SIC ELECTION – Ten new faces will be seen in the SIC’s debating chamber over the next five years, with several of the first-time council candidates being given a vote of confidence by the electorate.
The biggest upset has been seen in the West Side, where former political leader Gary Robinson has lost his seat.
“I’m obviously hugely disappointed to have lost the election today, but I knew it was going to be tough,” he told The Shetland Times.
“I would rather stand and lose West – it’s where I’m from, it’s where my heart is – I’d rather have stood and lost than gone elsewhere in the hope of winning.
“We’ve got the result today and obviously I’m disappointed, but I have plans of other things to do in my life and I will just be getting on.”
Mr Robinson said the prospect of school closures in the last council had been a “big issue” for many. He believed a misconception had developed that the SIC had been actively trying to close schools rather than hold consultation on their future.
“The difficulty in 2012 was we had been warned that the reserves might have run out by now, if we hadn’t mended our ways. There was no guarantee that the recovery plan we had in place was going to deliver and we were going to get to the end of the council and find ourselves in a much better state than it had become.”
Former councillor for the North Isles, Steven Coutts, has migrated to the west and been named as one of the successful candidates there.
Also elected to Shetland West were newcomers Catherine Hughson and Theo Smith, who is set to begin his second term.
Ms Hughson will be one of five women in the new local authority. She said she was “absolutely delighted” that Shetland West voters had put their faith in her to represent them.
She thinks the new council will face an uphill struggle as it continues to deal with austerity, but she insisted: “There are still avenues to look at for saving money.”
Theo Smith said he got “slightly irritated” about people talking about austerity.
“I would hope that we could possibly go through this council and keep what we have. And if that’s austerity, I’m not sure I understand the meaning of the word.”
Many in the West Side, and elsewhere, have been concerned about the possibility of school closures.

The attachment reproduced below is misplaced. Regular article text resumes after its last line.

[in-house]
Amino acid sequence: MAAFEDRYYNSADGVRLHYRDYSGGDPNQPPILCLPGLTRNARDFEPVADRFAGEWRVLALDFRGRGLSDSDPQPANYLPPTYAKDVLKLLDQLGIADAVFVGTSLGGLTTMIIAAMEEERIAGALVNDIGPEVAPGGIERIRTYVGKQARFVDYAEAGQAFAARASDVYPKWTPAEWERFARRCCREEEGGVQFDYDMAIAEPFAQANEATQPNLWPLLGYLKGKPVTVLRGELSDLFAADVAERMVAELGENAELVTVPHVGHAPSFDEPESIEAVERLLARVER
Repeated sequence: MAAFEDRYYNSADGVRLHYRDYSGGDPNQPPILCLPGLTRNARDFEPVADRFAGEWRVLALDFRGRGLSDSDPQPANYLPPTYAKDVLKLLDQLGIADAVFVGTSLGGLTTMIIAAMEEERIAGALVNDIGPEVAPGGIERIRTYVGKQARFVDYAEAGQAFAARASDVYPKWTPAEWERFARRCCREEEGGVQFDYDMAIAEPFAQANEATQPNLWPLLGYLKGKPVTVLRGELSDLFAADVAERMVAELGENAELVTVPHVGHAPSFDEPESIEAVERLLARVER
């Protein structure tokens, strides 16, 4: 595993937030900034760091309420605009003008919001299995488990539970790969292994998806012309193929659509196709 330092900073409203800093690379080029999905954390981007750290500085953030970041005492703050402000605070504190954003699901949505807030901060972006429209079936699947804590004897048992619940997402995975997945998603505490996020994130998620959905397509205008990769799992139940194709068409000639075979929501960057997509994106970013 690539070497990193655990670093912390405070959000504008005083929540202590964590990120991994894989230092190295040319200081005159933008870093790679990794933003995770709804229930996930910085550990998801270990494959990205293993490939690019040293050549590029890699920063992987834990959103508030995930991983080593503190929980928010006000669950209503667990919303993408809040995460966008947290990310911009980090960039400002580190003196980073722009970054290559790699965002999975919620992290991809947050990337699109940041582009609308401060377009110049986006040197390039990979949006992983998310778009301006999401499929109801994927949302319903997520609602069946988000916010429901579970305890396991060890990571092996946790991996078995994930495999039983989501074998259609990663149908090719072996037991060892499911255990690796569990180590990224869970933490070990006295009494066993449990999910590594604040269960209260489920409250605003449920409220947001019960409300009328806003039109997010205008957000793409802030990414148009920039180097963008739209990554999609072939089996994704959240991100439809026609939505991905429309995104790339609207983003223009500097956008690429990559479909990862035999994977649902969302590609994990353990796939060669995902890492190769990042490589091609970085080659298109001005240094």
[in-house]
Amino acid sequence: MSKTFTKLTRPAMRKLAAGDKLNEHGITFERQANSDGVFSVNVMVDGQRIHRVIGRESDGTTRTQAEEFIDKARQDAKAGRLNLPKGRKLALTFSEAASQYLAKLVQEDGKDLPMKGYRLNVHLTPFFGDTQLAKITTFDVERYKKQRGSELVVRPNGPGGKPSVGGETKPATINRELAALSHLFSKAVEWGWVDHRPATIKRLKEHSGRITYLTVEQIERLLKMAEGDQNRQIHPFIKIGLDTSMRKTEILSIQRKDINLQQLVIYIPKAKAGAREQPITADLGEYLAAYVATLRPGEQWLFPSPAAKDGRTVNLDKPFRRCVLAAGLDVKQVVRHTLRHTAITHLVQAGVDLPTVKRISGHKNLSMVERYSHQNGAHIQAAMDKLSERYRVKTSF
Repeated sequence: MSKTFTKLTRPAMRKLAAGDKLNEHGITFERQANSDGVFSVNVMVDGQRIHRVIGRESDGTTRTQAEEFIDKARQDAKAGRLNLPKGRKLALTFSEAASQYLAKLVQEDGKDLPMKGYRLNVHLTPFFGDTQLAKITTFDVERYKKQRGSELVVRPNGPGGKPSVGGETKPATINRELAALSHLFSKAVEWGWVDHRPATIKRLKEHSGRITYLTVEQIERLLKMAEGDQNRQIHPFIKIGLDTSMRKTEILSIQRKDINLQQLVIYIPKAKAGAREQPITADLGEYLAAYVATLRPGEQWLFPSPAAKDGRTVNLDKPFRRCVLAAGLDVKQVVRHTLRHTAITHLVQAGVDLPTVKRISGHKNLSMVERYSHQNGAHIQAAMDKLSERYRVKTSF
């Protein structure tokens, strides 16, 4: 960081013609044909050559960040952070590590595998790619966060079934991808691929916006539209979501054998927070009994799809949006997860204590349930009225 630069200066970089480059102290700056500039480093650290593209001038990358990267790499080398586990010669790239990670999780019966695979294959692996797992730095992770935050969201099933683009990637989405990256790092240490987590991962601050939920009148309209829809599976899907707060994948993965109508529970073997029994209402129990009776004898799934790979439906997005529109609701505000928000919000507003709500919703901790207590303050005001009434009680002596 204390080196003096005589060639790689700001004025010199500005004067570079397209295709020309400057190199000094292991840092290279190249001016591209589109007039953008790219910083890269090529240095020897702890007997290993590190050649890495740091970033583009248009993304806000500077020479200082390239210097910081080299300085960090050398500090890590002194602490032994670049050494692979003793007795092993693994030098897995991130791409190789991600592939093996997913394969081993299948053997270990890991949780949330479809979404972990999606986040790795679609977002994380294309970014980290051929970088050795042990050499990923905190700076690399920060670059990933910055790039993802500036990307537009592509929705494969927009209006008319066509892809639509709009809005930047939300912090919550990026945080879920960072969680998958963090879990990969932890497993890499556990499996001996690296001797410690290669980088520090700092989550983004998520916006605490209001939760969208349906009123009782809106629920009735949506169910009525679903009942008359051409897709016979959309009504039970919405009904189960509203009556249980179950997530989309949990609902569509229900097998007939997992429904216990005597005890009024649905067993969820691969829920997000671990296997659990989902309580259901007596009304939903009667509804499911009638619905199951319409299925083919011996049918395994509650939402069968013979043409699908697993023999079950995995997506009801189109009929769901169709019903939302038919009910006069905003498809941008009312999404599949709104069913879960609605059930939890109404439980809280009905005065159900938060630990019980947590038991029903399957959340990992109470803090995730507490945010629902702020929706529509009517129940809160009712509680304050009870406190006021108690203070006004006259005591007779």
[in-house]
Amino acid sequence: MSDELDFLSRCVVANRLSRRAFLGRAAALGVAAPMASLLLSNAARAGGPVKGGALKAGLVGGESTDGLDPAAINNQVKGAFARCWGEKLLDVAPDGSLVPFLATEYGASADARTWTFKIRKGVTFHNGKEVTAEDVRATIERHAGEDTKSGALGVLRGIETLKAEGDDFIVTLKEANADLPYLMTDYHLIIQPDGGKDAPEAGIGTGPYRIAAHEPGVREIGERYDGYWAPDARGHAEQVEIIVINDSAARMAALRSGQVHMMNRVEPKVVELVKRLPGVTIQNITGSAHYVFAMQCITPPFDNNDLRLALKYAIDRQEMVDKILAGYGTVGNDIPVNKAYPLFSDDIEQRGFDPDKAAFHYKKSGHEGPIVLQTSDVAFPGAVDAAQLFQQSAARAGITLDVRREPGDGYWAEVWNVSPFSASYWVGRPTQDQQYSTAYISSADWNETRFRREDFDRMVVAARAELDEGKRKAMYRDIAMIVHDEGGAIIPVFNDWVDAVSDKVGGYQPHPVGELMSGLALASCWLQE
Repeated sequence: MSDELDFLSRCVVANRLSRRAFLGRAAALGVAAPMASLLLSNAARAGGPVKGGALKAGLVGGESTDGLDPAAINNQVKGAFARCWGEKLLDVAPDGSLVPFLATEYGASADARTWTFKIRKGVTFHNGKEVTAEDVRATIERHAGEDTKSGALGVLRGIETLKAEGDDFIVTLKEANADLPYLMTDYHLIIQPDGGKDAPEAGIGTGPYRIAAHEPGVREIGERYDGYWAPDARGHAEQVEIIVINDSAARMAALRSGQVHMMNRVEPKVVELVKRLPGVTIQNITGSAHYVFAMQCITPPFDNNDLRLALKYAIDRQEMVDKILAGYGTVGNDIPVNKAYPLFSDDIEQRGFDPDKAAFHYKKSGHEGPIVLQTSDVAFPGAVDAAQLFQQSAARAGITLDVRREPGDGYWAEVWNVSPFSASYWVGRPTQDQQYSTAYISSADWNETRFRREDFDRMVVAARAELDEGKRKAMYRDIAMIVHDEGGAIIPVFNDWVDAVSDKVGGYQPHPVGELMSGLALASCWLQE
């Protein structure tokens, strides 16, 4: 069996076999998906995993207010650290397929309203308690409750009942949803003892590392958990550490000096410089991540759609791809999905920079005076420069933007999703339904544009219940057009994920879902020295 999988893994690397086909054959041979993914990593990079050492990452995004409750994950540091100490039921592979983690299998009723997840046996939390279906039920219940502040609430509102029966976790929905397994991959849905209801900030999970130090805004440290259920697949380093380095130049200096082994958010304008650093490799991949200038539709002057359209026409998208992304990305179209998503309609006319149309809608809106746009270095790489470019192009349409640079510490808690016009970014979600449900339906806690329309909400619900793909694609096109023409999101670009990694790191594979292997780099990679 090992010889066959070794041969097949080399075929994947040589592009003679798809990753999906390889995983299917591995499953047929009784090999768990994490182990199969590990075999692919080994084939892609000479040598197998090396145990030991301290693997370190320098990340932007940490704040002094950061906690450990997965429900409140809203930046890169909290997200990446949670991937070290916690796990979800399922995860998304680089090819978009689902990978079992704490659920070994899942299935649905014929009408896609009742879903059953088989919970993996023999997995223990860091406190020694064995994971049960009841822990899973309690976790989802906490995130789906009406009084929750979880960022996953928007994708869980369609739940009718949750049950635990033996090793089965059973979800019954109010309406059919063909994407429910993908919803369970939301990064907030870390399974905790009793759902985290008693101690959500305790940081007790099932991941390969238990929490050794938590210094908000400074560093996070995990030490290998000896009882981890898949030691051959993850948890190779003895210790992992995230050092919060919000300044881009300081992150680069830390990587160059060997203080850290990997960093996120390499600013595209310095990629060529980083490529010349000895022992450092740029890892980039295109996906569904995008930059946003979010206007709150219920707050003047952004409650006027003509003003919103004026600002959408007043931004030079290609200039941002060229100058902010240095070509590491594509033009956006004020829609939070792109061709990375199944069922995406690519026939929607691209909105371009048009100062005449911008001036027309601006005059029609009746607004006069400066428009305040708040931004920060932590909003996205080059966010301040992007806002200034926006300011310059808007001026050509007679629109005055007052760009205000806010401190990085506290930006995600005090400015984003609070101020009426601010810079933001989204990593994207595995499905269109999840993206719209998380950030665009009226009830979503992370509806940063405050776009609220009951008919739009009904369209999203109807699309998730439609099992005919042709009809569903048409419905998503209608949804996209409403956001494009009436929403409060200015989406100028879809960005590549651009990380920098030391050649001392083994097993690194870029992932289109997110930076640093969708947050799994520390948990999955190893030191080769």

Indeed, challenges were made to Mr Robinson during the campaign by unsuccessful candidate, Ian Tinkler. Mr Tinkler attracted 75 first preference votes.
Mr Smith said it would be “difficult” for the council to close the secondary department in Aith Junior High.
“That’s because it’s one of the top performing schools in Scotland, it has a rising role, and even if the council did vote to close it, I’m not sure if the Scottish government would.”
Meanwhile, Steven Coutts admitted it had been “a risk” to switch wards from the North Isles, where he was councillor before. But he was happy it had paid off nonetheless.
“For the previous five years I’ve been a North Isles councillor, having originally been born and brought up in Yell. But the family home is in Weisdale now and it seemed to make sense to do that switch and represent the area that I live in.
“Having been a councillor for the last five years I’m under no illusions over how difficult the next five years are going to be for the council.
“The message was clear on the doorsteps for me – education was a priority.”
He said he “sincerely hoped” that the council would not have to resort to closing any schools in the next five years.
In the Central ward Mark Burgess and Davie Sandison were returned. But top news there was that perennial candidate, Ian Scott, was taking the third spot. Mr Scott had run an anti-austerity campaign and backed spending more of the reserves to help cover the cost of providing services.
He said: “I have always had a good support in my area. There are a lot of people there who are not dyed in the wool Tories or Liberals. There are people who do see fairness as a way forward. The fight goes on, the hardest bit is yet to come.”